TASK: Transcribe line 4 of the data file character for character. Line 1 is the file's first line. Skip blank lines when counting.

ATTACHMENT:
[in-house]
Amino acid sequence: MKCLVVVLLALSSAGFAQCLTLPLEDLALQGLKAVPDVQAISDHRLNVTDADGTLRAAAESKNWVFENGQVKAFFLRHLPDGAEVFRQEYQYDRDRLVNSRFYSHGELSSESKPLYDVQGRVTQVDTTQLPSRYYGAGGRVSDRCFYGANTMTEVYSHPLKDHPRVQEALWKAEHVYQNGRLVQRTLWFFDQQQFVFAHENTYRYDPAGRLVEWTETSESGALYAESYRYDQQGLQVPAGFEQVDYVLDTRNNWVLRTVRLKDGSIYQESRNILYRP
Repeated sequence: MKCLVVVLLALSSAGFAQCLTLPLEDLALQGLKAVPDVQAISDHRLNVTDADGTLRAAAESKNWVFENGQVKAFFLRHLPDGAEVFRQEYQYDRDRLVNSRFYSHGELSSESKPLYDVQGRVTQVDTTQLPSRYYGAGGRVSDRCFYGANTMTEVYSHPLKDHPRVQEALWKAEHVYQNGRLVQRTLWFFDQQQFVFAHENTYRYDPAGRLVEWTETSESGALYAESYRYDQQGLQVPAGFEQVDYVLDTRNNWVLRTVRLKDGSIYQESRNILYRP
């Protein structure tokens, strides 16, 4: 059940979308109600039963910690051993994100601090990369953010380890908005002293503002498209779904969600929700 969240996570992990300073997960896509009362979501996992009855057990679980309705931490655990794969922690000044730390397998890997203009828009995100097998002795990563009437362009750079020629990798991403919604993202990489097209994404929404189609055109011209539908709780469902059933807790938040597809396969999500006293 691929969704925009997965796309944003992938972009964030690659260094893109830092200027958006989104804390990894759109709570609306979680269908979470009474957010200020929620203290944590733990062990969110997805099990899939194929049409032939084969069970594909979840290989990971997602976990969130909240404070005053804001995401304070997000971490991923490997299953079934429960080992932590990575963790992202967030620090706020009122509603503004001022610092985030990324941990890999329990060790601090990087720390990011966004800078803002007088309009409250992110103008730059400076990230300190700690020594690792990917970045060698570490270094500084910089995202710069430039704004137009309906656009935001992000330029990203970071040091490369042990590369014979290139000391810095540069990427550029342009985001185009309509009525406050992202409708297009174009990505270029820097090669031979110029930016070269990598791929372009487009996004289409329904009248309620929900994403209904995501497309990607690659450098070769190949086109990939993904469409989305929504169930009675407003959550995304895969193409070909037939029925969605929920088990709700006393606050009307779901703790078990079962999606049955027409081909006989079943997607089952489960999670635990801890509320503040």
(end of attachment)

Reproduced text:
């Protein structure tokens, strides 16, 4: 059940979308109600039963910690051993994100601090990369953010380890908005002293503002498209779904969600929700 969240996570992990300073997960896509009362979501996992009855057990679980309705931490655990794969922690000044730390397998890997203009828009995100097998002795990563009437362009750079020629990798991403919604993202990489097209994404929404189609055109011209539908709780469902059933807790938040597809396969999500006293 691929969704925009997965796309944003992938972009964030690659260094893109830092200027958006989104804390990894759109709570609306979680269908979470009474957010200020929620203290944590733990062990969110997805099990899939194929049409032939084969069970594909979840290989990971997602976990969130909240404070005053804001995401304070997000971490991923490997299953079934429960080992932590990575963790992202967030620090706020009122509603503004001022610092985030990324941990890999329990060790601090990087720390990011966004800078803002007088309009409250992110103008730059400076990230300190700690020594690792990917970045060698570490270094500084910089995202710069430039704004137009309906656009935001992000330029990203970071040091490369042990590369014979290139000391810095540069990427550029342009985001185009309509009525406050992202409708297009174009990505270029820097090669031979110029930016070269990598791929372009487009996004289409329904009248309620929900994403209904995501497309990607690659450098070769190949086109990939993904469409989305929504169930009675407003959550995304895969193409070909037939029925969605929920088990709700006393606050009307779901703790078990079962999606049955027409081909006989079943997607089952489960999670635990801890509320503040």